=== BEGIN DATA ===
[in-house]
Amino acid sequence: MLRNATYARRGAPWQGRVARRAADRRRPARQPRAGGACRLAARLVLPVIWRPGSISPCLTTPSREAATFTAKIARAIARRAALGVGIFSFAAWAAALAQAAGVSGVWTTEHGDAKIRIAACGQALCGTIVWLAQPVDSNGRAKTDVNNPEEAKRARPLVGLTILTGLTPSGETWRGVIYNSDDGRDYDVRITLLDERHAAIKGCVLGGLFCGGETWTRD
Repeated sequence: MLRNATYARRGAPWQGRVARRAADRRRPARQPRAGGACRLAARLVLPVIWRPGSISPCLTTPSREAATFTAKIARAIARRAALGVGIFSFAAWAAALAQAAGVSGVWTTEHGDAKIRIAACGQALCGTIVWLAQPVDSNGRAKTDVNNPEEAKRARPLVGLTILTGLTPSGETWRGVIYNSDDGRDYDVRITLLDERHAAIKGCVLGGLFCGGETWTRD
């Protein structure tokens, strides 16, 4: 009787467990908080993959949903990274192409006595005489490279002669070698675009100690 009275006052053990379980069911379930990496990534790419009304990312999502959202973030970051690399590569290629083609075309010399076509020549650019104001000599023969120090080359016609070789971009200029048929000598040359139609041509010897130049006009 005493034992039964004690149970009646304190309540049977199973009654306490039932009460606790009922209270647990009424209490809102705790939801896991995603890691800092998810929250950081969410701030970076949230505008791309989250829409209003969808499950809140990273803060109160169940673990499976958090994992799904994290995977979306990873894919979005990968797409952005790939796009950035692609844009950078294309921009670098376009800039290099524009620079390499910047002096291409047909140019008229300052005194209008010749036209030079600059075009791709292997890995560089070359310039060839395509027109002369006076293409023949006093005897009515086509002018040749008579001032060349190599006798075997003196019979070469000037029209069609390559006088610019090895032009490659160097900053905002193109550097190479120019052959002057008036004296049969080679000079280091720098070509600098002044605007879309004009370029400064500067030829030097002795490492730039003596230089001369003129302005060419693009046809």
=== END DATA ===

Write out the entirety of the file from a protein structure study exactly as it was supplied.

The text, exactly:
[in-house]
Amino acid sequence: MLRNATYARRGAPWQGRVARRAADRRRPARQPRAGGACRLAARLVLPVIWRPGSISPCLTTPSREAATFTAKIARAIARRAALGVGIFSFAAWAAALAQAAGVSGVWTTEHGDAKIRIAACGQALCGTIVWLAQPVDSNGRAKTDVNNPEEAKRARPLVGLTILTGLTPSGETWRGVIYNSDDGRDYDVRITLLDERHAAIKGCVLGGLFCGGETWTRD
Repeated sequence: MLRNATYARRGAPWQGRVARRAADRRRPARQPRAGGACRLAARLVLPVIWRPGSISPCLTTPSREAATFTAKIARAIARRAALGVGIFSFAAWAAALAQAAGVSGVWTTEHGDAKIRIAACGQALCGTIVWLAQPVDSNGRAKTDVNNPEEAKRARPLVGLTILTGLTPSGETWRGVIYNSDDGRDYDVRITLLDERHAAIKGCVLGGLFCGGETWTRD
């Protein structure tokens, strides 16, 4: 009787467990908080993959949903990274192409006595005489490279002669070698675009100690 009275006052053990379980069911379930990496990534790419009304990312999502959202973030970051690399590569290629083609075309010399076509020549650019104001000599023969120090080359016609070789971009200029048929000598040359139609041509010897130049006009 005493034992039964004690149970009646304190309540049977199973009654306490039932009460606790009922209270647990009424209490809102705790939801896991995603890691800092998810929250950081969410701030970076949230505008791309989250829409209003969808499950809140990273803060109160169940673990499976958090994992799904994290995977979306990873894919979005990968797409952005790939796009950035692609844009950078294309921009670098376009800039290099524009620079390499910047002096291409047909140019008229300052005194209008010749036209030079600059075009791709292997890995560089070359310039060839395509027109002369006076293409023949006093005897009515086509002018040749008579001032060349190599006798075997003196019979070469000037029209069609390559006088610019090895032009490659160097900053905002193109550097190479120019052959002057008036004296049969080679000079280091720098070509600098002044605007879309004009370029400064500067030829030097002795490492730039003596230089001369003129302005060419693009046809």